The swing lever 126 of the first swing member 121 is inserted through the front rectangular holes 116 of the base plate 108 and the left stationary field piece 109, the horizontal oblong hole 117 of the first field frame plate 106 and the front rectangular hole 116 of the right stationary frame piece 110. The swing lever 127 of the second swing member 122 is inserted through the rear rectangular holes 116 of the base plate 108 and the left stationary frame piece 109, the slanting oblong hole 118 of the second field frame plate 107 and the rear rectangular hole 116 of the right stationary frame piece 110. The levers 126 and 127 are pushed by the click spring 129 in a direction to move the first or second field frame plate 106 or 107 to a position where its field defining window 112 or 113 overlaps the first field defining window 111.

Thus, since the pushing direction of the click spring 129 is the same as the direction in which the plates 106 and 107 are moved into the field of view, the position shift of the plates 106 and 107 in the field of view can be completely prevented by simply providing a stopper means in an appropriate position.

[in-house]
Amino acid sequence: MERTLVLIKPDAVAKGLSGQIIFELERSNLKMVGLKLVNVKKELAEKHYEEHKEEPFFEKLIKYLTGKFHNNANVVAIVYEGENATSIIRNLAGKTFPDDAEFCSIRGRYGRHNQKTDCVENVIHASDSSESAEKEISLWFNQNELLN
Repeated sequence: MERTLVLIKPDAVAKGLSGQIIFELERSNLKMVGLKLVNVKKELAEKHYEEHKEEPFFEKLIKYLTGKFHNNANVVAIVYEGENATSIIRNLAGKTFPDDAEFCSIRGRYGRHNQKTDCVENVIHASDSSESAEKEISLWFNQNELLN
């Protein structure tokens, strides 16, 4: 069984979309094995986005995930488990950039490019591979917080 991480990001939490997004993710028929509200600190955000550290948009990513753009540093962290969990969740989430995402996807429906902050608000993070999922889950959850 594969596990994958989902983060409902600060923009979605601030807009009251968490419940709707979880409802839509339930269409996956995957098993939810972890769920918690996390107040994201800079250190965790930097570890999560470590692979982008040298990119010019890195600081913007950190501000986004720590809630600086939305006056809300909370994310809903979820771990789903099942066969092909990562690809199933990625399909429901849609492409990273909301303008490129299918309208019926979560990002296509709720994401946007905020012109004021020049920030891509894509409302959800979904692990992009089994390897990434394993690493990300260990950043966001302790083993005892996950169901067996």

The field frame switching cam 120 has a rotary shaft 130 in its center and has the cam crest 120a on its periphery. At an end of the cam 120 are provided recesses 131 as operated portions engaging with the field frame switching lever 8. The field frame switching cam 120 is rotatably disposed in a position opposite the swing switching mechanism 119 so that its periphery having the cam crest 120a is in contact with the cam followers 124 and 125 of the swing members 121 and 122.

FIGS. 23A to 23C show an operation of the field frame switching mechanism. FIG. 23A shows a condition where the field frame switching lever 8 of FIG. 1B is set in the position of C to switch to the second image surface size. FIG. 23B shows a condition where the field frame switching lever 8 is set in the position of H to switch to the first image size which is the standard size. FIG. 23C shows a condition where the field frame switching lever 8 is set in the position of P to switch to the third image plane. In each figure, the left view is a side view of the field frame switching mechanism, the central view is a front view of the field frame switching pieces, and the right view shows the posture of the holes of the field frame plates viewed from the front.